Saturday, April 12, 2008

Strains Show in New Pakistani Government

After only a week in power, Pakistan's new ruling coalition is showing some strains.

The Pakistan People's Party (PPP) of slain former Prime Minister Benazir Bhutto's joined forces with the party of another former prime minister, Nawaz Sharif in a ruling coalition - a union that many thought meant the end of current President Pervez Musharraf. But now the PPP may compromise with Musharraf on a deal to bring back the country's supreme court, a move that is angering their coalition partner.

All of this goes back to last year when Musharraf's rule was legally challenged in Pakistan's supreme court. But before the court could rule, Musharraf declared a national state of emergency - supposedly in response to domestic terror threats - and dismissed the court's justices, replacing them with his own appointees that were sympathetic to his point of view. This crisis led to Bhutto's return to Pakistan, which ultimately resulted in her assassination. That event galvanized average Pakistanis’ opposition to Musharraf's rule and gave the opposition a victory in the subsequent elections.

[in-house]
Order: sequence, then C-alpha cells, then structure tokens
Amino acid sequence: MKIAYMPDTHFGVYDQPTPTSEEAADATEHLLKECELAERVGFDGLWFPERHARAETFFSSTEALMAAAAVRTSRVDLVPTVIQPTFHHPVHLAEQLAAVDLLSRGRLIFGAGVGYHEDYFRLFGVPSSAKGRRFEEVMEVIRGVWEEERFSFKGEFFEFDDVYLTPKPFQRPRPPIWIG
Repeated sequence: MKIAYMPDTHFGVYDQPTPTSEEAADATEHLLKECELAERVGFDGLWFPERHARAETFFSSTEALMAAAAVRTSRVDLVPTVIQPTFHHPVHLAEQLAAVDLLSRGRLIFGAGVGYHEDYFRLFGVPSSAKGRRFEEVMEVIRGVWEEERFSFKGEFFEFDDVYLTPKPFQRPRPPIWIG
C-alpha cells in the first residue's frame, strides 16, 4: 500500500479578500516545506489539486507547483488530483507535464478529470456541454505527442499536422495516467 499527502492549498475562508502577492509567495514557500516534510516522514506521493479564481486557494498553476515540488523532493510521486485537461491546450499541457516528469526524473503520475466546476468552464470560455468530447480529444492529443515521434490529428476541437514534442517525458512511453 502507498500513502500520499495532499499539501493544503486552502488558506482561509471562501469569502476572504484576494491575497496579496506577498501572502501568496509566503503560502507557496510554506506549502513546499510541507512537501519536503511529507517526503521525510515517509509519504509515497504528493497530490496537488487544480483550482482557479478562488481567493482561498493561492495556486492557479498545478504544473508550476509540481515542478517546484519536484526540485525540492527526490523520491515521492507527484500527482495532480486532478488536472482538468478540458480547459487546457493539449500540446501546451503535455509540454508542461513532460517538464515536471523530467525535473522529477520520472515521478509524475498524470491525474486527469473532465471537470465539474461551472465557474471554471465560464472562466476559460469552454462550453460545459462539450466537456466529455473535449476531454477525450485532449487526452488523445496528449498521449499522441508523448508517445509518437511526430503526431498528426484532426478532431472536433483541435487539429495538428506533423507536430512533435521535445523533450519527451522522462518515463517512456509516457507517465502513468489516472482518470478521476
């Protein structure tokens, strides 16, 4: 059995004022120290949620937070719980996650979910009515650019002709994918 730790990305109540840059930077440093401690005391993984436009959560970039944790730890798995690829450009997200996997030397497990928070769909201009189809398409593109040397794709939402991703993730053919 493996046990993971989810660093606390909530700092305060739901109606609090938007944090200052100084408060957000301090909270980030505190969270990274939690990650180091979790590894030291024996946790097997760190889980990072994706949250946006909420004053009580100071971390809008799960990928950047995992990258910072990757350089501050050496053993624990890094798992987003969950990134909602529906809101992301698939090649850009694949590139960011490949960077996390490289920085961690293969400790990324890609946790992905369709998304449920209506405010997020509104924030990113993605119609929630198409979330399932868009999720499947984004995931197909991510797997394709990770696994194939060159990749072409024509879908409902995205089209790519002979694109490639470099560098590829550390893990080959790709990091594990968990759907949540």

Follow all that?

When the PPP/Sharif coalition took power, one of their promises was to restore the Supreme Court. But the two parties can't decide on how to do that. Sharif's party wants to restore the fired justices immediately, while the PPP wants to bring the justices back as part of a broad judicial reform package.

If the two sides can't come to an agreement, then Pervez Musharraf may still keep his hold on the presidency.
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